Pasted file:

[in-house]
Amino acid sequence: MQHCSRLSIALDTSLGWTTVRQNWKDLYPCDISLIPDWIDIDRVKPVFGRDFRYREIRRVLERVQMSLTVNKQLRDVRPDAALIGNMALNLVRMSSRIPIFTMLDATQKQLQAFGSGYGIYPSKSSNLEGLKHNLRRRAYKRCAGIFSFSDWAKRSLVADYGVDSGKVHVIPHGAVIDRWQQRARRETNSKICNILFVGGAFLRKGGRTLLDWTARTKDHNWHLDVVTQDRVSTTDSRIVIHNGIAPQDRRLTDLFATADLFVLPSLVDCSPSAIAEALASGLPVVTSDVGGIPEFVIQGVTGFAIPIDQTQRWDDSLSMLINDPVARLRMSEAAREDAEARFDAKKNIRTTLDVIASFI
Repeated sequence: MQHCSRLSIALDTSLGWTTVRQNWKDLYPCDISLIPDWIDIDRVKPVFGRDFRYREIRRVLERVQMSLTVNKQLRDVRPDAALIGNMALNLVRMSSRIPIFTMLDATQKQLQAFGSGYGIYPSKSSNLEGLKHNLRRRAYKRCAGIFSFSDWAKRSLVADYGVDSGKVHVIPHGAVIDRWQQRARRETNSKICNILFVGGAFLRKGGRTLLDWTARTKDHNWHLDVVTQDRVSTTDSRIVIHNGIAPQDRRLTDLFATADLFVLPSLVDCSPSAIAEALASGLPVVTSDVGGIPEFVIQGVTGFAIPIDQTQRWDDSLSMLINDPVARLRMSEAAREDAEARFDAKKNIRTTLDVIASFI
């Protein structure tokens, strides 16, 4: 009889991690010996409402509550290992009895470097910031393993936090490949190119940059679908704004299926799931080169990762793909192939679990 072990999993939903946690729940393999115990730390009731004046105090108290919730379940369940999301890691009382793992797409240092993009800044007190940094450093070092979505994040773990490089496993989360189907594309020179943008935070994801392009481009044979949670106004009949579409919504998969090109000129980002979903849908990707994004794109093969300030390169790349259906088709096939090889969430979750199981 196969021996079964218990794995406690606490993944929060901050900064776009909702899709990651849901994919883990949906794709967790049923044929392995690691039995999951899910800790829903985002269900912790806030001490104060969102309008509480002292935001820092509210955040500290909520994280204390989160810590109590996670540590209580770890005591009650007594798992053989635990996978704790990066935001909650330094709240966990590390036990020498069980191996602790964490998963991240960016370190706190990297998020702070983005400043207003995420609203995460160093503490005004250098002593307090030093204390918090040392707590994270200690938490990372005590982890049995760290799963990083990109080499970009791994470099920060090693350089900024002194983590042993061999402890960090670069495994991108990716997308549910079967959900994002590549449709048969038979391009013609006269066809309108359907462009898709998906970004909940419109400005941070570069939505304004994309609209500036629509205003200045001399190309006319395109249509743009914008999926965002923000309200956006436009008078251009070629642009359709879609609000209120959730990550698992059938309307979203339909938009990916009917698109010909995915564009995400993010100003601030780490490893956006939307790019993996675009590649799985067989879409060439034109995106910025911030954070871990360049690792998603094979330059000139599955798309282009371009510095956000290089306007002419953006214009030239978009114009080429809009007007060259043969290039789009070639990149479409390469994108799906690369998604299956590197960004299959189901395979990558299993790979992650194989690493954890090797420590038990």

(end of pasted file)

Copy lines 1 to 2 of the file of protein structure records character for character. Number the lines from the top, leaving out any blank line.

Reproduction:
[in-house]
Amino acid sequence: MQHCSRLSIALDTSLGWTTVRQNWKDLYPCDISLIPDWIDIDRVKPVFGRDFRYREIRRVLERVQMSLTVNKQLRDVRPDAALIGNMALNLVRMSSRIPIFTMLDATQKQLQAFGSGYGIYPSKSSNLEGLKHNLRRRAYKRCAGIFSFSDWAKRSLVADYGVDSGKVHVIPHGAVIDRWQQRARRETNSKICNILFVGGAFLRKGGRTLLDWTARTKDHNWHLDVVTQDRVSTTDSRIVIHNGIAPQDRRLTDLFATADLFVLPSLVDCSPSAIAEALASGLPVVTSDVGGIPEFVIQGVTGFAIPIDQTQRWDDSLSMLINDPVARLRMSEAAREDAEARFDAKKNIRTTLDVIASFI